Posts tagged ‘NATO’

Wednesday, February 13, 2013

German Press Review: Kim’s Sugarcubes, and the “Battle of Opinion”

The actions of the North Korean regime are not incalculable, writes the Süddeutsche Zeitung‘s (Munich) Reymer Klüver, the paper’s U.S. correspondent until summer last year, and now with the foreign-politics department at Süddeutsche Zeitung. The Kim clan’s provocations were actually quite calculable in its provocations which served only one goal: to show the world and its own people its power. The regime in North Korea doesn’t act incalculably. It acts irresponsibly.

The message is aimed at the Obama administration, believes Klüver, as the test was conducted on the day when the American president delivered the agenda for his second term in office, and at South Korean president-elect Park Geun Hye is about to take office. The reactions, too, were calculable: the US would demand stronger sanctions, China would agree after some hesitation, and basically, the response wouldn’t be different from the one to the previous nuclear test. Even if a bomb of the same explosive power as the previous one was indeed smaller than before, and therefore more suitable to be fitted to a nuclear missile, North Korea remained far from being a threat to America.

What makes the test dangerous all the same would be that Kim might gamble away, and that his provocations could spin out of control. A conflict on the South Korean border could lead to just that kind of scenario. Even worse, non-proliferation might be used to earn some badly needed foreign exchange. There was speculation about North Korean cooperation with Iran on its third test. What would keep a gambler like the dictator in Pyongyang to sell Iran or others his knowledge and even material?

China could influence North Korea, if it wanted to, writes Klüver, but it didn’t want to use it. 90 percent of North Korea’s oil imports depended on China. But China’s calculations could be shifting, Klüver adds: a Peking government paper had mentioned a “high price” that North Korea would have to pay in case of a nuclear test. The Chinese, Klüver recaps, needed to take responsibility for their irresponsible neighbor.

Der Spiegel (Hamburg) chooses the tabloid approach, as far as its choice  of stock photo material is concerned. Underneath a video link photo (from Reuters) that shows Kim Jong-un in flames, the headline is North Korean nuclear power messes with America (Atommacht Nordkorea legt sich mit Amerika an). Der Spiegel’s Andreas Lorenz points out that this could start an arms race, with the US, Japan and North Korea beefing up their missile defense. Xi Jinping acted hardly differently from his predecessor Hu Jintao, Lorenz notes, as he criticizes Pyongyang’s missile and nuclear tests, but also trying to soften international sanctions. North Korea is an important supplier of commodities to China. And the encapsulated country serves China’s military as a strategic buffer zone between China and the other East Asian states and the US.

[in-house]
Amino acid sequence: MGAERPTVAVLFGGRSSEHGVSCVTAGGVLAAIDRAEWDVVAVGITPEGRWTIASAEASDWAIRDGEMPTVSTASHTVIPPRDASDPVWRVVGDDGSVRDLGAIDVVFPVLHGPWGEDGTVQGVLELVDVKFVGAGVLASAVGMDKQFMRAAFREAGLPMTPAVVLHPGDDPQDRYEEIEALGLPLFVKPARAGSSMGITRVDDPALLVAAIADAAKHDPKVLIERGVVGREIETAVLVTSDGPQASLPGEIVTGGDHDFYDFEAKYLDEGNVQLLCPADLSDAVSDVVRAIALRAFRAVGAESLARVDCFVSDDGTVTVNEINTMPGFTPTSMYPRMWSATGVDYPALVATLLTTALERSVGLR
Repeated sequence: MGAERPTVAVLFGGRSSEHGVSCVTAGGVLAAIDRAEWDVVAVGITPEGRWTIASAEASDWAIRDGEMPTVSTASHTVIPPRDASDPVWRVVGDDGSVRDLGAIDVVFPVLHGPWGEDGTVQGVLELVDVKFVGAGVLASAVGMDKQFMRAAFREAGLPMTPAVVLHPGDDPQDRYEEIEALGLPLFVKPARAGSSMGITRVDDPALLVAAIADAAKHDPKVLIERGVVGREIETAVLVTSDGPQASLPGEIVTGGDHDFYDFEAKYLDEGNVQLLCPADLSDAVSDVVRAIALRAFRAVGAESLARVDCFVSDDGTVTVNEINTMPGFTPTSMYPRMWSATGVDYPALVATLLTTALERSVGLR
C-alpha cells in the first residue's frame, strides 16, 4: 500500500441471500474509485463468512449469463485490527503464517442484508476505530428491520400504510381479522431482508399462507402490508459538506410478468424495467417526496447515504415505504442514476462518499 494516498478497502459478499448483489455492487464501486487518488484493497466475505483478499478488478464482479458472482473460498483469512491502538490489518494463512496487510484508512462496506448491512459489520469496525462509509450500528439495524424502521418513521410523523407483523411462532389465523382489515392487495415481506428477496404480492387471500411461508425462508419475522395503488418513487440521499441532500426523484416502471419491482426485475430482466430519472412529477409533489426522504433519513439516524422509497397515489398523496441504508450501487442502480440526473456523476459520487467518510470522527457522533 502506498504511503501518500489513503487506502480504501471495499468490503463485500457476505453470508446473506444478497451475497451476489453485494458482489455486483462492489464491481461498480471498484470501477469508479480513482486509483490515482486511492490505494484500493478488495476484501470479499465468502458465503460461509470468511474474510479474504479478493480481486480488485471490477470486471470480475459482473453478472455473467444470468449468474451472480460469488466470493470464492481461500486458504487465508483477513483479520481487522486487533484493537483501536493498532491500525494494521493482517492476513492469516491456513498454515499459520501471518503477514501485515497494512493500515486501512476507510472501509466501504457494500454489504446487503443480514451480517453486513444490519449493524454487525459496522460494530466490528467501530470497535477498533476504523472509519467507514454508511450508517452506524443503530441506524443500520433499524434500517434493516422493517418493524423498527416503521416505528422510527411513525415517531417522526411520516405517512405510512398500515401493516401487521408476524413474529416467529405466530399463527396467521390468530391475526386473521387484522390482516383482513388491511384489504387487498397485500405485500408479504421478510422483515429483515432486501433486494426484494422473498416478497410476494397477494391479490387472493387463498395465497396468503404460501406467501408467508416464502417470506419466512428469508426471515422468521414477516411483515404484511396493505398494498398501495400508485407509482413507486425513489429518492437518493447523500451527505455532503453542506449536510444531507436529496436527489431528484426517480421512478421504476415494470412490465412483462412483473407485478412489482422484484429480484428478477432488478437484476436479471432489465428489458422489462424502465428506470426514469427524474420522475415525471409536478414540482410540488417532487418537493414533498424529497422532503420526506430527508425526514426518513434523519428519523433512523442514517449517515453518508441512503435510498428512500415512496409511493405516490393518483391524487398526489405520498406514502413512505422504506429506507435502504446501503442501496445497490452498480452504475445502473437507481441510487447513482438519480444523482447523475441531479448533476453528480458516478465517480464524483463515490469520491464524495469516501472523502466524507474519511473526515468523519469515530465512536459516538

Lorenz also quotes the English-language party mouthpiece “Global Times” as suggesting that there was no need for China to placate angry feelings about its role. And Lorenz quotes US expert Siegfried Hecker with concerns that North Korea could sell its atomic-bomb know-how, to Iran, for example.

Die Welt (Berlin) suggests that Kim had thrown the Chinese sugar cubes (i. e. sweetened the third test).

Namely, the third test was preceded by several sessions of North Korean security panels on which Kim ostensibly emphasized the leadership role of his Communist Party. For the first time in the regime’s history, these sessions were made public, writes die Welt’s Torsten Krauel. Kim thus signaled that the third test was controled by the civilian leadership and not, as it had been previously, as an – intransparent to the outside world – decision between an ailing dictator and an incalculable army. (Dem dritten Test gingen nämlich mehrere Sitzungen nordkoreanischer Sicherheitsgremien voraus, auf denen Kim demonstrativ die Führungsrolle seiner Kommunistischen Partei hervorhob. Diese Sitzungen wurden erstmals in der Geschichte des Regimes publik gemacht. Kim Jong-un signalisierte damit, dass der dritte Atomtest unter der Steuerung und Kontrolle der zivilen Führung stattfand und nicht, wie beide Male zuvor, in einer nach außen unklaren Entscheidung zwischen einem kränklichen Diktator und einer unberechenbaren Armee.)

Therefore, Xi Jinping and (theoretically) Barack Obama, too, now had a a definite contact person, believes Krauel.

Alleged North-Korean cooperation with Iran has long been a leitmotif in Die Welt’s coverage, but while more moderate papers like Süddeutsche Zeitung are discussing these allegations too, this week, Die Welt goes one step further and discusses how America could conduct a war on North Korea. However, Krauel concludes that different from Iraq during the years after the Kuwait war, the United Nations weren’t in a state of war with North Korea.

Therefore, it seems to be inevitable to talk with each other in East Asia again, even with a dictator like Kim Jong-un – as unpromising and depressing this prospect may currently look. (Wahrscheinlich führt deshalb tatsächlich kein Weg daran vorbei, in Ostasien wieder miteinander zu reden, sogar mit einem Diktator wie Kim Jong-un – so aussichtslos und bedrückend diese Aussicht derzeit auch erscheinen mag.)